So far this week I have seen two comedy shows. One featured three performers, the other a solo performer. One featured three promising young comics, the other a comedian well known for his appearances on television and film.
Are they comparable? Yes, because both shows plotted their course along the apocalyptic theme. It is 2012, after all.
Three Irishmen, one of whom apparently brought in at short notice after an accident (not) involving a beach and some alcohol, stood slightly awkwardly at the front of the stage in order to welcome their audience. Be it their Irish accents or not, their bumbling chatter is warm enough not to be alienating.
The welcome was necessary to explain how their show would work: it was a series of sketches, but sketches which all integrated into one larger story; that of a satanic cult seeking to end the world amid fire and demons, and a young man – Barry – caught up in the middle of it all.
A myriad of bizarre and often hilarious characters – a centaur and a human rat being highlights – whirl around Barry as he stumbles from one disaster to the next, before the time of reckoning for both Barry and the entire world.
It is not the most original story, but it is undoubtedly well written, able to take advantage of the fact that this sort of thing has been done before and can be plundered for comedic effect.
The show was not perfect, but it was naturally delivered and made use of their limited costumes – tuxedos, hence the penguin title – and set. Unexpected happenings – Barry falling off the centaur’s back, for instance – were exploited, so as not to make the audience cringe.
The characters were well-crafted, the jokes well-judged… and they had half a minute of puns about eyes, probably my personal highlight. A highly satisfactory experience. The last show is this Saturday, so if this review has whetted your appetite, get on it quick!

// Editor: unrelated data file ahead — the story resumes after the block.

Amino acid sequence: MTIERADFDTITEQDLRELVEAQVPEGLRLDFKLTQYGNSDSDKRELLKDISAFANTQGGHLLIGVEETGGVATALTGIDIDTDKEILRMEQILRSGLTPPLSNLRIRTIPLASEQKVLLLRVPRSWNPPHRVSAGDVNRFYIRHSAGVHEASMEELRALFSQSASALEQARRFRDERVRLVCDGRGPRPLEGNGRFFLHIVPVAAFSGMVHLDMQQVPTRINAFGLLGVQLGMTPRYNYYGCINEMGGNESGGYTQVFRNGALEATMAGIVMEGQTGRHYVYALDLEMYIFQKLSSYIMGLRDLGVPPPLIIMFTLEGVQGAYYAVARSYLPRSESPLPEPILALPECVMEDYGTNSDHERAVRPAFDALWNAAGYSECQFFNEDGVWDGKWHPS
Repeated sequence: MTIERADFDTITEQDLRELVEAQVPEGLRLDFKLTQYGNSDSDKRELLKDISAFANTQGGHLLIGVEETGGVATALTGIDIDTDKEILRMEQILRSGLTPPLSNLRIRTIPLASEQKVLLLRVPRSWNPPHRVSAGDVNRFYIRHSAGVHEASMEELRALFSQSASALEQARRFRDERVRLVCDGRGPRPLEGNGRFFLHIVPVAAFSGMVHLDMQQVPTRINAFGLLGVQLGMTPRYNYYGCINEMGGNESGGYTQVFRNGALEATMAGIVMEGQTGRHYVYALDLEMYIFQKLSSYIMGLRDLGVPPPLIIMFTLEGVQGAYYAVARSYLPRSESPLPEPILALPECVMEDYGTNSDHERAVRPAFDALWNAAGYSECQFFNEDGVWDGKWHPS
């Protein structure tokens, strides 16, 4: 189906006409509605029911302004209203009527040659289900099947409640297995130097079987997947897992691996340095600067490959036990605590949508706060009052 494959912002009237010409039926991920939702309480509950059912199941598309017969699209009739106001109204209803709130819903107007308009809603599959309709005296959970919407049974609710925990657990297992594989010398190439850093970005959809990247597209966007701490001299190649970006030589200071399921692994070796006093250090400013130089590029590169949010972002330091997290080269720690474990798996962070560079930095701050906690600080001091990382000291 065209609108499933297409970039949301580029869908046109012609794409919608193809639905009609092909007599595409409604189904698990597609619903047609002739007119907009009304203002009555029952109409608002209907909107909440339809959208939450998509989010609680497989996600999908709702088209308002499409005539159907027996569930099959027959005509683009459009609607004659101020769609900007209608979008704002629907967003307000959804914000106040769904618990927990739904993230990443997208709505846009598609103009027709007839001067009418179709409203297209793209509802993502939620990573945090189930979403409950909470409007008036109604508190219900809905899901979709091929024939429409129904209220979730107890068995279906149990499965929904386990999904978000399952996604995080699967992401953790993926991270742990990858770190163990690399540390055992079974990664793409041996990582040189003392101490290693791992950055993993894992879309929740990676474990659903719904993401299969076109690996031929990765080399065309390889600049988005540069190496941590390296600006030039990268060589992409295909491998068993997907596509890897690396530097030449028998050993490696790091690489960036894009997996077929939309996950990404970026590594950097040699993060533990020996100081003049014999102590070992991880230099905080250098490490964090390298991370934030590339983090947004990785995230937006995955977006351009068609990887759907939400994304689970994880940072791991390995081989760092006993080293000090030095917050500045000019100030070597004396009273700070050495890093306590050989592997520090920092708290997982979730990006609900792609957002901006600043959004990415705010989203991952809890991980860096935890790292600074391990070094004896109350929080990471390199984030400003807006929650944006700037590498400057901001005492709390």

A Betrayal of Penguins: Harmed and Dangerous runs from the 8-11 August at 18.15 at the Gilded Balloon. Tickets are priced between £5-£10
The following evening, a packed Pleasance Grand witnessed Rhys Darby deliver a classy and high-quality show. The New Zealander, who starred in Flight of the Conchords as Murray Hewitt, demonstrated his great dexterity of talents as he cruised through an hour’s entertainment.
Darby’s concept is that, with the Mayans’ calendar ending in 2012, he’d managed to get himself onto a ship bound for deep space in order to escape the impending Armageddon. His only problem being that on waking up he has forgotten how he arrived at this point.
Thus he launched into a series of flashbacks, covering the span of his formative years, regaled in typically stand-up fashion. Except it wasn’t that typical, for here Darby showcased his abilities in sound effects (his helicopter impression being particularly impressive) and dancing. Dexterity being the appropriate word here, with the section of the show set in a Christchurch nightclub probably the standout part of the whole performance.
Darby is still, to some extent, moving from the large shadow of Murray Hewitt. There were references to his Conchords days, as well as the New Zealand-Australia rivalry which Murray had to deal with – he was never going to ignore Australia’s fairly poor medal record at London 2012, was he?
Nonetheless, this show did remain a product of Darby’s individual comedic talents. There was a fairly coherent path running throughout the show, seemingly random jokes picked back up and used later in the routine, the conclusion tying things up very well.
Is this show one of the greats? No, but it was certainly well-worked and well-polished. Darby gives a genuine performance and never lost his audience’s attention for a second as he dashed and danced about the stage. I doubt I will see a better act at the Fringe this year.
Rhys Darby: This Way to Spaceship runs from the 9-27 August at 20.00 at the Pleasance Courtyard. Tickets are priced between £17.50-£18.50